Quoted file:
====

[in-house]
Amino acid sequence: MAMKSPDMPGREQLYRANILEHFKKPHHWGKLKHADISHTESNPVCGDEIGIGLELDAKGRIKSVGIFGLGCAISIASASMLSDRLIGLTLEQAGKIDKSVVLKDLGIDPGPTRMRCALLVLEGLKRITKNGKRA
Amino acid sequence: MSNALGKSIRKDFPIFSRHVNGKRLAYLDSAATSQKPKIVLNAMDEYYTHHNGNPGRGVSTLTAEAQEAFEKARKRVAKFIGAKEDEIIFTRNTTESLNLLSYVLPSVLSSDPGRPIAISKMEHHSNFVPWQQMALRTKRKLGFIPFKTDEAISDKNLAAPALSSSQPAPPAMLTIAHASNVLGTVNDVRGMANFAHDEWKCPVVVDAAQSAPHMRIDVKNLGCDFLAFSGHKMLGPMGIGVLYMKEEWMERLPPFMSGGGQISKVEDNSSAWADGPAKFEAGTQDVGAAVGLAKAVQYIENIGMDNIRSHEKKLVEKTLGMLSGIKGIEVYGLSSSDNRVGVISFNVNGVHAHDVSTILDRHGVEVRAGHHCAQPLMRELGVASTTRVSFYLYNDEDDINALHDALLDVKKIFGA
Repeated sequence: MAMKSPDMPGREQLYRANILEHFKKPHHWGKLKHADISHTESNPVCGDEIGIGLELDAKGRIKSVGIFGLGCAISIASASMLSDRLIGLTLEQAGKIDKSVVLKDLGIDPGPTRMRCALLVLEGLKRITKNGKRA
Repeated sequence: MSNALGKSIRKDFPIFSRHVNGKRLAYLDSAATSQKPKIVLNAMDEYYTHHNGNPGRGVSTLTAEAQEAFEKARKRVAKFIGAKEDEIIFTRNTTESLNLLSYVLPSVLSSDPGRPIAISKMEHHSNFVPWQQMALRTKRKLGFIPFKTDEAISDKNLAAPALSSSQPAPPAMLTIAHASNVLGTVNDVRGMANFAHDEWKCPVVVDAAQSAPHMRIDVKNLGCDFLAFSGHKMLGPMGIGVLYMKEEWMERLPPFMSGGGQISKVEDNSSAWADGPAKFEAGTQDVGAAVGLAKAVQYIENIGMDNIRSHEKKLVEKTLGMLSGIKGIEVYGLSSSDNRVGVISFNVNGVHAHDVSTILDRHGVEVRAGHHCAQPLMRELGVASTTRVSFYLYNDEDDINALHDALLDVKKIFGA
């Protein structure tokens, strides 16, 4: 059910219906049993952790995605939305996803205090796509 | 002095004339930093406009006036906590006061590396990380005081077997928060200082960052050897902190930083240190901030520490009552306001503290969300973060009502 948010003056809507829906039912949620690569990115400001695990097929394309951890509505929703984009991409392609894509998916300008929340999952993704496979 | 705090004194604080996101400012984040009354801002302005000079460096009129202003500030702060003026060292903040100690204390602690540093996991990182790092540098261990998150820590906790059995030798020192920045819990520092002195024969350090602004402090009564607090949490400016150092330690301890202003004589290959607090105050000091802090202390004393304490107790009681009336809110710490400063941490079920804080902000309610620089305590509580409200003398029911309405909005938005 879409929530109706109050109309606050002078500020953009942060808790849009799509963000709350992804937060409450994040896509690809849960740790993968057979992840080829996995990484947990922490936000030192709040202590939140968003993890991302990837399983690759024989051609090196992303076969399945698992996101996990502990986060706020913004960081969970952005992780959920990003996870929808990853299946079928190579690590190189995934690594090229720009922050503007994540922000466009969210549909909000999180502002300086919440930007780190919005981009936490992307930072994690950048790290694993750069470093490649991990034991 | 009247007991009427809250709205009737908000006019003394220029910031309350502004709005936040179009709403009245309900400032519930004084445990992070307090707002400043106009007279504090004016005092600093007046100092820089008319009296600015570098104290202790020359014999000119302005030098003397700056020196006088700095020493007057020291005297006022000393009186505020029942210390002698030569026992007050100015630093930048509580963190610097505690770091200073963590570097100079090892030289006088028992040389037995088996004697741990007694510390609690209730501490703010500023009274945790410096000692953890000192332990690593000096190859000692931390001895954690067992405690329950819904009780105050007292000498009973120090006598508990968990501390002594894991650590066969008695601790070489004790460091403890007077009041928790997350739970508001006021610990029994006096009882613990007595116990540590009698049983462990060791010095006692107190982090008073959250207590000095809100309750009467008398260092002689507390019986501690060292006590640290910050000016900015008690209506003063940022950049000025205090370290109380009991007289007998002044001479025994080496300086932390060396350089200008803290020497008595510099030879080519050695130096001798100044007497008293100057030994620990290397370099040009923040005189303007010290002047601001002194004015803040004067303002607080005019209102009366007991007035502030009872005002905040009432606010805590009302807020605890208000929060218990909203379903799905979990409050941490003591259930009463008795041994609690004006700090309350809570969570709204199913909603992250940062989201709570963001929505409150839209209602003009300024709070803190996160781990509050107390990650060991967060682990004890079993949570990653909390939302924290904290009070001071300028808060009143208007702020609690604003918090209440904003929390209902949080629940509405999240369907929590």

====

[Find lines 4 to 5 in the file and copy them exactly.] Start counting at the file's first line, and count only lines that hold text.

Repeated sequence: MAMKSPDMPGREQLYRANILEHFKKPHHWGKLKHADISHTESNPVCGDEIGIGLELDAKGRIKSVGIFGLGCAISIASASMLSDRLIGLTLEQAGKIDKSVVLKDLGIDPGPTRMRCALLVLEGLKRITKNGKRA
Repeated sequence: MSNALGKSIRKDFPIFSRHVNGKRLAYLDSAATSQKPKIVLNAMDEYYTHHNGNPGRGVSTLTAEAQEAFEKARKRVAKFIGAKEDEIIFTRNTTESLNLLSYVLPSVLSSDPGRPIAISKMEHHSNFVPWQQMALRTKRKLGFIPFKTDEAISDKNLAAPALSSSQPAPPAMLTIAHASNVLGTVNDVRGMANFAHDEWKCPVVVDAAQSAPHMRIDVKNLGCDFLAFSGHKMLGPMGIGVLYMKEEWMERLPPFMSGGGQISKVEDNSSAWADGPAKFEAGTQDVGAAVGLAKAVQYIENIGMDNIRSHEKKLVEKTLGMLSGIKGIEVYGLSSSDNRVGVISFNVNGVHAHDVSTILDRHGVEVRAGHHCAQPLMRELGVASTTRVSFYLYNDEDDINALHDALLDVKKIFGA